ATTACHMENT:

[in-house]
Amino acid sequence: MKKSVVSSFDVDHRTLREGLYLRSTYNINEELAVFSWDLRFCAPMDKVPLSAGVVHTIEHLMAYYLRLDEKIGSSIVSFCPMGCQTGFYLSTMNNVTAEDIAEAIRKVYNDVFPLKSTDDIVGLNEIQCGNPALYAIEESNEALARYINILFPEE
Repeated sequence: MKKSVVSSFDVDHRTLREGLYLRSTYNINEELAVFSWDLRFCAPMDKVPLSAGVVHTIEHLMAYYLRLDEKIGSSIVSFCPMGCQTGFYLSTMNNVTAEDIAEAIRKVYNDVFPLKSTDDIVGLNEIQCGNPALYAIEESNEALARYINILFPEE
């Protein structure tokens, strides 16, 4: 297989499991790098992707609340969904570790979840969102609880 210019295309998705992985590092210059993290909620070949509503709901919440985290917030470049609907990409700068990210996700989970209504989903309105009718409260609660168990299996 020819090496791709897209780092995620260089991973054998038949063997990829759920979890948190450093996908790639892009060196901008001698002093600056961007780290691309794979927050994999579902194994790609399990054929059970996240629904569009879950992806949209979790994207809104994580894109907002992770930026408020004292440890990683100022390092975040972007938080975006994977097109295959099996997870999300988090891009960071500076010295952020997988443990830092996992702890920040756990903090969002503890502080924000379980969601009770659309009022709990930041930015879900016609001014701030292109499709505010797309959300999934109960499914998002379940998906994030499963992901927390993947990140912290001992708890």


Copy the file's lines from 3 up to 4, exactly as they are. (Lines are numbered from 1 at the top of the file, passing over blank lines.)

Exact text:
Repeated sequence: MKKSVVSSFDVDHRTLREGLYLRSTYNINEELAVFSWDLRFCAPMDKVPLSAGVVHTIEHLMAYYLRLDEKIGSSIVSFCPMGCQTGFYLSTMNNVTAEDIAEAIRKVYNDVFPLKSTDDIVGLNEIQCGNPALYAIEESNEALARYINILFPEE
């Protein structure tokens, strides 16, 4: 297989499991790098992707609340969904570790979840969102609880 210019295309998705992985590092210059993290909620070949509503709901919440985290917030470049609907990409700068990210996700989970209504989903309105009718409260609660168990299996 020819090496791709897209780092995620260089991973054998038949063997990829759920979890948190450093996908790639892009060196901008001698002093600056961007780290691309794979927050994999579902194994790609399990054929059970996240629904569009879950992806949209979790994207809104994580894109907002992770930026408020004292440890990683100022390092975040972007938080975006994977097109295959099996997870999300988090891009960071500076010295952020997988443990830092996992702890920040756990903090969002503890502080924000379980969601009770659309009022709990930041930015879900016609001014701030292109499709505010797309959300999934109960499914998002379940998906994030499963992901927390993947990140912290001992708890």